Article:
Thanks to Obamacare, a pre-existing condition is a thing of the past. Diabetics can purchase the same plans everyone else does for the same cost. I was able to get a better plan with a lower deductible for under $200 a month. It also includes free preventive care and co-pays, which my other one didn't. I will save over $6000 this year thanks to the new law.

So yes, things have changed.

For me, I couldn't get insurance due to my type 1. I was 30 when Dx'd with rapid onset type 1, my insurance plan tried to drop me form the plan (after about 10 years of paying premiums with no claims). Fortunately my employer's HR dept went to bat for me. When looking for new insurance after moving to another job, I was hung up on, denied. Even when I said, what if I were to pay out of pocket for the D things, can I get coverage in case I'm hit by a bus? Moe. So ACA is great in my opinion. Yeah, there are some kinks to work out 0- like any major change. And from what I can tell, those plans that disappeared weren't all that great - very high deductibles and a low % for which the healthplan was responsible in case something happened.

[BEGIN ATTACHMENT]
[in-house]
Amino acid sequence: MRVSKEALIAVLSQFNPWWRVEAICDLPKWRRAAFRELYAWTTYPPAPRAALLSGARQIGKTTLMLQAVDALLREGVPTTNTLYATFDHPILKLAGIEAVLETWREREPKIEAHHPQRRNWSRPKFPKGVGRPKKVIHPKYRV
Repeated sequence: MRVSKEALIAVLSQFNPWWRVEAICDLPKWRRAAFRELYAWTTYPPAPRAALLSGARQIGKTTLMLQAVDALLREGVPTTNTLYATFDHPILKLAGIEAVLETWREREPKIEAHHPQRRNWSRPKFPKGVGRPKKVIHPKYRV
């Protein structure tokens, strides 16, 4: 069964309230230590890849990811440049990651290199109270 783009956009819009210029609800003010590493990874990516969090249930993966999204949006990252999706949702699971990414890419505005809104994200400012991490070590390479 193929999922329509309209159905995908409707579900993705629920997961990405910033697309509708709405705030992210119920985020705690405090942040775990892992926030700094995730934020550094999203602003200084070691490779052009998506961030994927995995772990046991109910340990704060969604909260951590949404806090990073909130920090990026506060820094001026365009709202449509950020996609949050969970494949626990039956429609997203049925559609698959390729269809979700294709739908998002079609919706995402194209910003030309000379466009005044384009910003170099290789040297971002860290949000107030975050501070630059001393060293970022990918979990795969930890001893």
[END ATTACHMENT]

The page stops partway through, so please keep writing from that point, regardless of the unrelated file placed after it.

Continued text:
Thank you guys!
Doing a lot of my own research today and this has been helpful! Looks like I'll be able to purchase my own plan and not be reliant on a job. This is going to open up a lot of options for me! This weekend I'm going to shop around. My move date is around January and it looks like the cut-off for enrollment for the new year is Dec 7th, so I'll have to get moving

I pay about $340 a month for the Platinum Coverage. I pay 10% for all durable medical equipment. I also only paid 10% to start on the Dexcom and Tandem Insulin Pump (so about $50 for the Dexcom Receiver and $400 for the pump). I pay about $15 for all my prescriptions. So yeah, I think that the ACA is pretty dang awesome.

As a silly sidenote, please dont call it Obamacare. It is not designed to take care of Obama. Nor does he come to your house to take care of you. Its health insurance.